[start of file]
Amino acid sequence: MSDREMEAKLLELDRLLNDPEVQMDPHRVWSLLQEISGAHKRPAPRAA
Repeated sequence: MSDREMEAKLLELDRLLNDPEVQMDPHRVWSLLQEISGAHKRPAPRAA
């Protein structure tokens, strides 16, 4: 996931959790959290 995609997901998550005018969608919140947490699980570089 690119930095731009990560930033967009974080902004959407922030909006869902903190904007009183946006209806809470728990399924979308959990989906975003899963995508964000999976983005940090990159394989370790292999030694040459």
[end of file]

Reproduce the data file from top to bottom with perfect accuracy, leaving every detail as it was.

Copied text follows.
Amino acid sequence: MSDREMEAKLLELDRLLNDPEVQMDPHRVWSLLQEISGAHKRPAPRAA
Repeated sequence: MSDREMEAKLLELDRLLNDPEVQMDPHRVWSLLQEISGAHKRPAPRAA
């Protein structure tokens, strides 16, 4: 996931959790959290 995609997901998550005018969608919140947490699980570089 690119930095731009990560930033967009974080902004959407922030909006869902903190904007009183946006209806809470728990399924979308959990989906975003899963995508964000999976983005940090990159394989370790292999030694040459």